The Tose’e-ye E’temad-e Mobin corporation is made up of two investment companies: Tose’e-ye E’temad and Shaharyar Mahestan, as well as communications and electronics company Iran Mobin. According to reports which have appeared on Iranian media in the past several weeks, the two investment companies are affiliated with the Revolutionary Guards’ Cooperation Fund, which includes dozens of economic and trade companies involved in the various spheres of Iran’s economy.
The public offering of the shares, which was postponed several times in the course of the past weeks, was marred by doubts about its implementation. Several hours before the offering, Iran’s privatization organization announced suddenly that Pishgaman-e Kavir Yazd, a corporation which was also supposed to compete for the transaction, dropped out as it had not received the security clearance necessary for purchasing the telecommunication company’s shares. On September 28, reformist daily Mardom Salari reported that while the privatization organization claimed that the corporation had willingly given up its participation in the offering, parties from the corporation said that it was the privatization organization which informed it that it would not be able to participate in the offering owing to security reasons.
After Pishgaman-e Kavir Yazd dropped out, only two contenders remained in the major transaction: the Tose’e-ye E’temad-e Mobin corporation and Mehr Eqtesad Iranian, an economic group which, according to several reports, is also affiliated with the Revolutionary Guards and the Basij militia forces.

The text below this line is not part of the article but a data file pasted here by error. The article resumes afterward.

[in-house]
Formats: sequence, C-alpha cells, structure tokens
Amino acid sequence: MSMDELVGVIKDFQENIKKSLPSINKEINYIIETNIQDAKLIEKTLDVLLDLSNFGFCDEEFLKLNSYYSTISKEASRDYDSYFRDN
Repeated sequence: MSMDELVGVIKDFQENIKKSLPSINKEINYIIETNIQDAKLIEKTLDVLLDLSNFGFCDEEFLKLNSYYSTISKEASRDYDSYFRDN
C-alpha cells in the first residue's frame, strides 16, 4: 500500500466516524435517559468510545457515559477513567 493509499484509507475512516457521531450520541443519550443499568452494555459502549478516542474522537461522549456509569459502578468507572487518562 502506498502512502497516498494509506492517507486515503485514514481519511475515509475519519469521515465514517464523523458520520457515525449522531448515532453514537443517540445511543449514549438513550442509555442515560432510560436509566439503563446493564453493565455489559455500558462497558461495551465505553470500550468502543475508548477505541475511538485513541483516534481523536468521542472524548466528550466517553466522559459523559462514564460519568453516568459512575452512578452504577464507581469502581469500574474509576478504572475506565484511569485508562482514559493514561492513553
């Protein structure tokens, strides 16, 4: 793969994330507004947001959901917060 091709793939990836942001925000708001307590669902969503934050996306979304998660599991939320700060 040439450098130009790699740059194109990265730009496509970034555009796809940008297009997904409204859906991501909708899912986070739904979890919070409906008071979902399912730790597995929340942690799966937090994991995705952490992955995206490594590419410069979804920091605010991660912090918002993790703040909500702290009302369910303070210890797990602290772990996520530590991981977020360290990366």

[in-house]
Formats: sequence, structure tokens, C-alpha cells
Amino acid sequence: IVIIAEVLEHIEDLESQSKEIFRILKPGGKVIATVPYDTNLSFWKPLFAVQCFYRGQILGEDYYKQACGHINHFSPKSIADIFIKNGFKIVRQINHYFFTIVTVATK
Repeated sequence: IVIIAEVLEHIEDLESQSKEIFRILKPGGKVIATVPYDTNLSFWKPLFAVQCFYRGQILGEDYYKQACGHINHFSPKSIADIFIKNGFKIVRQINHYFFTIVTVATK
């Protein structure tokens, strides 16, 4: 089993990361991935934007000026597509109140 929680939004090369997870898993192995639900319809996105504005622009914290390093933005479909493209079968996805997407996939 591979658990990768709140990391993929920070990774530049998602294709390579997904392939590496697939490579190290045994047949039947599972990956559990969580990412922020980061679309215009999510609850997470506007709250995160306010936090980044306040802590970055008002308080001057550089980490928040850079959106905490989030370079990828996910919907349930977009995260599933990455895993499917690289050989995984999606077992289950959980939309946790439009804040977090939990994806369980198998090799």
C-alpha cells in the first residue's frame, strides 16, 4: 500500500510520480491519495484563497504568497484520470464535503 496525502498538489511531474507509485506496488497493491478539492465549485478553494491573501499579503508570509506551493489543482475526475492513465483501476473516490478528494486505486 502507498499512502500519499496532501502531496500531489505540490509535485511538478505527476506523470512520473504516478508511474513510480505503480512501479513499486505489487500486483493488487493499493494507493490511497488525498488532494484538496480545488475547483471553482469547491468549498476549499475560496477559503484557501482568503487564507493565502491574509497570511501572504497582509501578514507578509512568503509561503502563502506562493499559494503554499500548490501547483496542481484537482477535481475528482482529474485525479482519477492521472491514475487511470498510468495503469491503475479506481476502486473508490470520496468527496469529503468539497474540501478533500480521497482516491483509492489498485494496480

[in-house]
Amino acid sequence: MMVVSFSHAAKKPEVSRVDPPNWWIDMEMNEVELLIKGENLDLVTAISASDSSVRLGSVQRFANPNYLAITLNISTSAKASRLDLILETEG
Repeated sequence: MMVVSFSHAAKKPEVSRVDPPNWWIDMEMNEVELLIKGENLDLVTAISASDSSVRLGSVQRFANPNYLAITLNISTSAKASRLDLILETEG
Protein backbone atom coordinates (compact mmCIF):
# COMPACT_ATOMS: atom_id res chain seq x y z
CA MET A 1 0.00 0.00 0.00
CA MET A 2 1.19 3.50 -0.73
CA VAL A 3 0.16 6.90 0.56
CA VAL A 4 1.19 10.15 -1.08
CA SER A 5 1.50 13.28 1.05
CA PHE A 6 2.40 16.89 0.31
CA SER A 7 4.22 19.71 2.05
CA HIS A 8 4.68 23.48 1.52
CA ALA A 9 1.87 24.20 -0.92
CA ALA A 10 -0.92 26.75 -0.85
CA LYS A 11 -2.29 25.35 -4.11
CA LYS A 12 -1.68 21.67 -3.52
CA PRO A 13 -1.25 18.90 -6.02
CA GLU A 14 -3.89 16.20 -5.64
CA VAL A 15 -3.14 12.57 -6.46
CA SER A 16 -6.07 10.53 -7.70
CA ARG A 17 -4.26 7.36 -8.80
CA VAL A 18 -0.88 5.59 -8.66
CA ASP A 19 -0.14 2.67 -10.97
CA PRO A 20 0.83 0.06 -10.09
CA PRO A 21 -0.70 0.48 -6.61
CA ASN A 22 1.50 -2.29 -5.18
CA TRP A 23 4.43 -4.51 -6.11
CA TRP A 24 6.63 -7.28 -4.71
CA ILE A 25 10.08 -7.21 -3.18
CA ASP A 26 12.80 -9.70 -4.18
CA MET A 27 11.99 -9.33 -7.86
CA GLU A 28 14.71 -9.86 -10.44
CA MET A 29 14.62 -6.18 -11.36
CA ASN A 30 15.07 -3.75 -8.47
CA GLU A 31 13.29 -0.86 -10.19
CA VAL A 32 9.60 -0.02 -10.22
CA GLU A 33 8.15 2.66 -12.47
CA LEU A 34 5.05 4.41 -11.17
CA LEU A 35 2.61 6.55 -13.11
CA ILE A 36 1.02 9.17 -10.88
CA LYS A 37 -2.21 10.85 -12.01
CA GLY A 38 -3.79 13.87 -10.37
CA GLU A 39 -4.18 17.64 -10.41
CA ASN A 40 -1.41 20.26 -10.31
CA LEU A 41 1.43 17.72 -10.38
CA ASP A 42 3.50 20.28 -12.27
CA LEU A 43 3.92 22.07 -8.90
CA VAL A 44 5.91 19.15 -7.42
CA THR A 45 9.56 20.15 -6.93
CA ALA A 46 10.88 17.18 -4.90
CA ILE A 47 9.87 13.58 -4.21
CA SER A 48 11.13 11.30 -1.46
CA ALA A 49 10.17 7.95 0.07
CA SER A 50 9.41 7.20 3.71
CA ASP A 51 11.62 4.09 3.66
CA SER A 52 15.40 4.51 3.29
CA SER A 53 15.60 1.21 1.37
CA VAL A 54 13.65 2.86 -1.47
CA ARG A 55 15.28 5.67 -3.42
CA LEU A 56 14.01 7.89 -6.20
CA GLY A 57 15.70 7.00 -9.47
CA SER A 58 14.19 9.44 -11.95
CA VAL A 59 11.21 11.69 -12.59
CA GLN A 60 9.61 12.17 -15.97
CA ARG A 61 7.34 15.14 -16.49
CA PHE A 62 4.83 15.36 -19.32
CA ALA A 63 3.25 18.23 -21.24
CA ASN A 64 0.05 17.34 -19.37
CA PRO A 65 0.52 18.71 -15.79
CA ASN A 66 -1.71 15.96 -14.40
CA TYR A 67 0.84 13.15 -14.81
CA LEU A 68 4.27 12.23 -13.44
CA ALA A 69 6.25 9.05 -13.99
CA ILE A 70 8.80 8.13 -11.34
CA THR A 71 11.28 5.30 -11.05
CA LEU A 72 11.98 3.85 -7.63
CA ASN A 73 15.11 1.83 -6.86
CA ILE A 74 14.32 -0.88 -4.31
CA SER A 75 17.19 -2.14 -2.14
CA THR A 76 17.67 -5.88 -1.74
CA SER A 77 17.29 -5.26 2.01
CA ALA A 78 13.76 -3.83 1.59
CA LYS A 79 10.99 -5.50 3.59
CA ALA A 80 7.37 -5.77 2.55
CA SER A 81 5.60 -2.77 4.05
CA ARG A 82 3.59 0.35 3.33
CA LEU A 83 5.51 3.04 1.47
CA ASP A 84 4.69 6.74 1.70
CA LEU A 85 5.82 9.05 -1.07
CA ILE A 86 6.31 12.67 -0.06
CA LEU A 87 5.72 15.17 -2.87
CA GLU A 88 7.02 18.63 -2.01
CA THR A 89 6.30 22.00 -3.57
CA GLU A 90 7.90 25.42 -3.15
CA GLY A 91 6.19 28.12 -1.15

Iran Telecommunication Company’s share offering to a corporation affiliated with the Revolutionary Guards triggered severe criticism and even a demand to cancel the transaction. Some of the Iranian media claimed that offering the shares of a government company to a "semi-government” company does nothing to achieve the objectives of the privatization policy (Alef, September 27; Asr-e Iran, September 28). According to an editorial published last week in the daily Jomhuri-ye Eslami, the increasing presence of "semi-government companies” in the Iranian economy restricts Iran’s private sector, which may lead to the collapse of the privatization policy in the near future. The newspaper suggested that Clause 44 in Iran’s constitution (which makes it possible to privatize government-held assets) be changed so as to limit the ability of semi-government bodies to purchase privatized government companies (Jomhuri-ye Eslami, September 29). Similar criticism was voiced by Majles member Elias Naderan, who even addressed the Economy Minister asking for explanations regarding the transaction (Asr-e Iran, September 29).
Several days before the Tose’e-ye E’temad Mobin corporation won the giant transaction on Tehran’s stock exchange, Iranian media reported that Iran’s Monetary and Credit Council had approved the transformation of Ansar Monetary and Credit institution (also affiliated with the Revolutionary Guards) into a bank (Mehr, September 23).
Will the kings of Iran be removed from history textbooks?
Yaqub Tavakoli, the head of the history research team in the Iranian Ministry of Education, stirred a controversy last week when he said that due to coming changes in history textbooks, chapters pertaining to the political and military history of Iran’s kings would be gradually removed. According to Tavakoli, they will be substituted by new chapters on important Muslim thinkers and philosophers in Iran. He noted that the Ministry of Education also intended to put more emphasis on the Islamic revolution in history textbooks (Mehr, September 22).